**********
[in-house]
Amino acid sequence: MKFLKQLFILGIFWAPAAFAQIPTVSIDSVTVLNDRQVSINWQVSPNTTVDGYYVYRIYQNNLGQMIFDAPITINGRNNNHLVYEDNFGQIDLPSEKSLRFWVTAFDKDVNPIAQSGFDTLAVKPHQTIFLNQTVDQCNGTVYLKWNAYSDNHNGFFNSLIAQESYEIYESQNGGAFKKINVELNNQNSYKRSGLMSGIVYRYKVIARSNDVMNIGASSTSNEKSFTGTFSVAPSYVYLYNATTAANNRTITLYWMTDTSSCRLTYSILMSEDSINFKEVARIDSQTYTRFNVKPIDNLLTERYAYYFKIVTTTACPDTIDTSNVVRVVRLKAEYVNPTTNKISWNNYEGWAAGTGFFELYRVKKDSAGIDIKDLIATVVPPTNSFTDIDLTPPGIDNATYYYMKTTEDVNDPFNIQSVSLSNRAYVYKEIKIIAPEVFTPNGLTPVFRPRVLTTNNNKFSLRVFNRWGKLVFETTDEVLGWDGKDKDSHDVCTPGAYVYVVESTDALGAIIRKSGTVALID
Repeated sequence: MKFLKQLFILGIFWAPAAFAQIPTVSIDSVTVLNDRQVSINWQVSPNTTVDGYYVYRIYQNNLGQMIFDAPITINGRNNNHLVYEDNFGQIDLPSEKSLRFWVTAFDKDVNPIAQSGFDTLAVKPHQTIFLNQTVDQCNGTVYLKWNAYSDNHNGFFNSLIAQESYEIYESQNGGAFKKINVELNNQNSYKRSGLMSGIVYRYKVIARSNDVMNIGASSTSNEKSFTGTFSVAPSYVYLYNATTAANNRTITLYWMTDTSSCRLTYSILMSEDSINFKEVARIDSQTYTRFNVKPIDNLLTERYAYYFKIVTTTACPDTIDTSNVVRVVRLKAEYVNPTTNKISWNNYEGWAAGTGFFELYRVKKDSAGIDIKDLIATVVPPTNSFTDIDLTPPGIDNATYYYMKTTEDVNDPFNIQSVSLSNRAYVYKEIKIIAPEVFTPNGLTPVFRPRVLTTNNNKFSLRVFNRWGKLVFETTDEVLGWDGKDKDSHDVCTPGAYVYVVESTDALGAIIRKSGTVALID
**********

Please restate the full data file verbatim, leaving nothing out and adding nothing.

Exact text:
[in-house]
Amino acid sequence: MKFLKQLFILGIFWAPAAFAQIPTVSIDSVTVLNDRQVSINWQVSPNTTVDGYYVYRIYQNNLGQMIFDAPITINGRNNNHLVYEDNFGQIDLPSEKSLRFWVTAFDKDVNPIAQSGFDTLAVKPHQTIFLNQTVDQCNGTVYLKWNAYSDNHNGFFNSLIAQESYEIYESQNGGAFKKINVELNNQNSYKRSGLMSGIVYRYKVIARSNDVMNIGASSTSNEKSFTGTFSVAPSYVYLYNATTAANNRTITLYWMTDTSSCRLTYSILMSEDSINFKEVARIDSQTYTRFNVKPIDNLLTERYAYYFKIVTTTACPDTIDTSNVVRVVRLKAEYVNPTTNKISWNNYEGWAAGTGFFELYRVKKDSAGIDIKDLIATVVPPTNSFTDIDLTPPGIDNATYYYMKTTEDVNDPFNIQSVSLSNRAYVYKEIKIIAPEVFTPNGLTPVFRPRVLTTNNNKFSLRVFNRWGKLVFETTDEVLGWDGKDKDSHDVCTPGAYVYVVESTDALGAIIRKSGTVALID
Repeated sequence: MKFLKQLFILGIFWAPAAFAQIPTVSIDSVTVLNDRQVSINWQVSPNTTVDGYYVYRIYQNNLGQMIFDAPITINGRNNNHLVYEDNFGQIDLPSEKSLRFWVTAFDKDVNPIAQSGFDTLAVKPHQTIFLNQTVDQCNGTVYLKWNAYSDNHNGFFNSLIAQESYEIYESQNGGAFKKINVELNNQNSYKRSGLMSGIVYRYKVIARSNDVMNIGASSTSNEKSFTGTFSVAPSYVYLYNATTAANNRTITLYWMTDTSSCRLTYSILMSEDSINFKEVARIDSQTYTRFNVKPIDNLLTERYAYYFKIVTTTACPDTIDTSNVVRVVRLKAEYVNPTTNKISWNNYEGWAAGTGFFELYRVKKDSAGIDIKDLIATVVPPTNSFTDIDLTPPGIDNATYYYMKTTEDVNDPFNIQSVSLSNRAYVYKEIKIIAPEVFTPNGLTPVFRPRVLTTNNNKFSLRVFNRWGKLVFETTDEVLGWDGKDKDSHDVCTPGAYVYVVESTDALGAIIRKSGTVALID